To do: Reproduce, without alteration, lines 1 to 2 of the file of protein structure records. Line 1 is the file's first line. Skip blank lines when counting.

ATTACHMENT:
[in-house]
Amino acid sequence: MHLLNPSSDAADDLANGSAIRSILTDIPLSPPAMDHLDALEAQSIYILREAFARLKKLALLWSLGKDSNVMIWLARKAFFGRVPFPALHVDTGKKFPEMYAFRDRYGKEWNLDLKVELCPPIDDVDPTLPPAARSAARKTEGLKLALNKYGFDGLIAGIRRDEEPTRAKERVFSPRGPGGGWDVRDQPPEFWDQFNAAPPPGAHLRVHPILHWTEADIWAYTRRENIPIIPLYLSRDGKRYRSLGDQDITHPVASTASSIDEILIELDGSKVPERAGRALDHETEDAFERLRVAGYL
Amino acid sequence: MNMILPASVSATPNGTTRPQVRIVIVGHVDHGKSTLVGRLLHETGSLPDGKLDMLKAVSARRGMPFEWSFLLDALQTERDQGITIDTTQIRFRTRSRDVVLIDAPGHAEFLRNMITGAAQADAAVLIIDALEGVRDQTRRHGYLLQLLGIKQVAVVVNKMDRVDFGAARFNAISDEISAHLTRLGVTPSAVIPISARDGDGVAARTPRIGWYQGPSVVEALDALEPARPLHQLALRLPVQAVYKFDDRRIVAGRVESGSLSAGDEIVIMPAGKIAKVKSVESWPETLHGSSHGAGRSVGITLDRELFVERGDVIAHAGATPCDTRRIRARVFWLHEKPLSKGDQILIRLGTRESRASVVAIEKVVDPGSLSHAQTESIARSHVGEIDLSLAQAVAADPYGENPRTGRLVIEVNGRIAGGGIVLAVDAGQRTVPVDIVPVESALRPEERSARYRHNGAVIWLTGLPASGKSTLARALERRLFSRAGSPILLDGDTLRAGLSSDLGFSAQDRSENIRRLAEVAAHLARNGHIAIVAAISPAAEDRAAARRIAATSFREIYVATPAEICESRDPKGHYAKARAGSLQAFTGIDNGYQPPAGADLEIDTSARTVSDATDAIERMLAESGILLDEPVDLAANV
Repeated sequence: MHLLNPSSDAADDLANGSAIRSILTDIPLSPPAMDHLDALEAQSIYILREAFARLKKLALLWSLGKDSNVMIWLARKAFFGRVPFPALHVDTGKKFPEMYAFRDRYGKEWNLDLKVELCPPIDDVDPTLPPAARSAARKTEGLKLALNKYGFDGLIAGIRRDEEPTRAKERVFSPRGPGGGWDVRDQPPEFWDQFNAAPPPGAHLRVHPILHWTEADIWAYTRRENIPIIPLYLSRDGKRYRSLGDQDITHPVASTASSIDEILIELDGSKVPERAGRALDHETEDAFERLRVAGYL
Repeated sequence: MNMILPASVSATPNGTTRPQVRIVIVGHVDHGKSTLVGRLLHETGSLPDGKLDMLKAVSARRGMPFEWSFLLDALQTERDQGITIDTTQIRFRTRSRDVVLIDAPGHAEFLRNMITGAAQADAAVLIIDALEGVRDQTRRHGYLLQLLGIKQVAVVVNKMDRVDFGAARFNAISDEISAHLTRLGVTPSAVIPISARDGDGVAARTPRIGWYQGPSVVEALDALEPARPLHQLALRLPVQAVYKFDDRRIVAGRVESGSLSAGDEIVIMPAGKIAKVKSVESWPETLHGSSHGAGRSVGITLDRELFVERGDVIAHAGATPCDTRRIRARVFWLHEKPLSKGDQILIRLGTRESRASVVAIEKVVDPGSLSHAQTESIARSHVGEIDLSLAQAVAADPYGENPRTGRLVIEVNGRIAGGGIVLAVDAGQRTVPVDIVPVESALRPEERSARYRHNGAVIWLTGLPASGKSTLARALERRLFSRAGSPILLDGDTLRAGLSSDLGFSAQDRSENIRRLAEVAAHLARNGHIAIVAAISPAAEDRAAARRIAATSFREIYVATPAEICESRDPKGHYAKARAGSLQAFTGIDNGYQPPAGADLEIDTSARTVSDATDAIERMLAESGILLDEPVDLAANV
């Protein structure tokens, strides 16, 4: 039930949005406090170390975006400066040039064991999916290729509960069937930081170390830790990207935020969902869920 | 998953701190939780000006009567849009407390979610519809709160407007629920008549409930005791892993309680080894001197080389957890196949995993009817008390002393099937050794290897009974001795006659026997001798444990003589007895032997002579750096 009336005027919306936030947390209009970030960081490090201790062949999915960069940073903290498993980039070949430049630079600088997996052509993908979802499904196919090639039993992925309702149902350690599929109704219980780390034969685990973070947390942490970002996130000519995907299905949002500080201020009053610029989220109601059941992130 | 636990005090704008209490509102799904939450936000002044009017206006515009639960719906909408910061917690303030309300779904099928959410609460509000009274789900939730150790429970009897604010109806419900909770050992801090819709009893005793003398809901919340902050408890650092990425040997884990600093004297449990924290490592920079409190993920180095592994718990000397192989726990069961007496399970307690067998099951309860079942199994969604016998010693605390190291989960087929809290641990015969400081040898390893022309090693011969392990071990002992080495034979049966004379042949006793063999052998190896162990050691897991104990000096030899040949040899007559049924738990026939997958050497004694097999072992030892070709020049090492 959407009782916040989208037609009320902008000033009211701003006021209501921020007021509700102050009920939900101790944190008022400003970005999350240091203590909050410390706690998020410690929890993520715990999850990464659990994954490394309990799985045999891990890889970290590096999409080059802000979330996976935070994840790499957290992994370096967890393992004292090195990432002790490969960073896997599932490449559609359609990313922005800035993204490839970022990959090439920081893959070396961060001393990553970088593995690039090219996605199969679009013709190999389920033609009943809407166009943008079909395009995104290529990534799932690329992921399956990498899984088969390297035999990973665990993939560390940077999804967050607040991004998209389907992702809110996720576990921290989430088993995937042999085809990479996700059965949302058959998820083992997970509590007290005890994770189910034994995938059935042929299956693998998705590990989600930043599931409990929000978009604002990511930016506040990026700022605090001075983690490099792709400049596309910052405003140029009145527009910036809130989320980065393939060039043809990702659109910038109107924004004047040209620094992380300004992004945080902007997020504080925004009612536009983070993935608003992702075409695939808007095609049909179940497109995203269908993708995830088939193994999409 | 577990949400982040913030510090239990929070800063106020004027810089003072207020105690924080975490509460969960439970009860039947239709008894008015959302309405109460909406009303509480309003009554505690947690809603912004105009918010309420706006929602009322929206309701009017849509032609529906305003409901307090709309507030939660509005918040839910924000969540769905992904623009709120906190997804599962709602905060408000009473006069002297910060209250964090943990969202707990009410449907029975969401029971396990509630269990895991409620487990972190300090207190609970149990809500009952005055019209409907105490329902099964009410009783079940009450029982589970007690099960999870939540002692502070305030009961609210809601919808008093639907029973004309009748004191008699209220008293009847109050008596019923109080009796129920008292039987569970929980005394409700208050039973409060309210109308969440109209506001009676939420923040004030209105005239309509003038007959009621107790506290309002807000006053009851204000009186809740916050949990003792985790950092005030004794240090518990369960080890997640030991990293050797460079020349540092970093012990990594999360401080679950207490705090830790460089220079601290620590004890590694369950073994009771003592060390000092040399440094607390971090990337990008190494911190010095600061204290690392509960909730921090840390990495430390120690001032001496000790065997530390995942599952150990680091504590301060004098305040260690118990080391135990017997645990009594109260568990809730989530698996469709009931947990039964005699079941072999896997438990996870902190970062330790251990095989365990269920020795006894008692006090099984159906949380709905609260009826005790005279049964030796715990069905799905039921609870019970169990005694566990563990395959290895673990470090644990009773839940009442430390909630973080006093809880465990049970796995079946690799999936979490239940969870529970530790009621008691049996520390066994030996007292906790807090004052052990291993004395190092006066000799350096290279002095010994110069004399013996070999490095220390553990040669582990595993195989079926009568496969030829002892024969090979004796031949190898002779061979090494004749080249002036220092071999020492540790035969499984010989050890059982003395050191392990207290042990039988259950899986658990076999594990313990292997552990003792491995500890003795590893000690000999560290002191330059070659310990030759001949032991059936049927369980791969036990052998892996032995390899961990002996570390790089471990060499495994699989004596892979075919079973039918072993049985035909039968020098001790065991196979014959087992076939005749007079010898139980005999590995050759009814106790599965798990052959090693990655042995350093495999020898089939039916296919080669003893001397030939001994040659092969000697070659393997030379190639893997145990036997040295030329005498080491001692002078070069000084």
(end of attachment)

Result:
[in-house]
Amino acid sequence: MHLLNPSSDAADDLANGSAIRSILTDIPLSPPAMDHLDALEAQSIYILREAFARLKKLALLWSLGKDSNVMIWLARKAFFGRVPFPALHVDTGKKFPEMYAFRDRYGKEWNLDLKVELCPPIDDVDPTLPPAARSAARKTEGLKLALNKYGFDGLIAGIRRDEEPTRAKERVFSPRGPGGGWDVRDQPPEFWDQFNAAPPPGAHLRVHPILHWTEADIWAYTRRENIPIIPLYLSRDGKRYRSLGDQDITHPVASTASSIDEILIELDGSKVPERAGRALDHETEDAFERLRVAGYL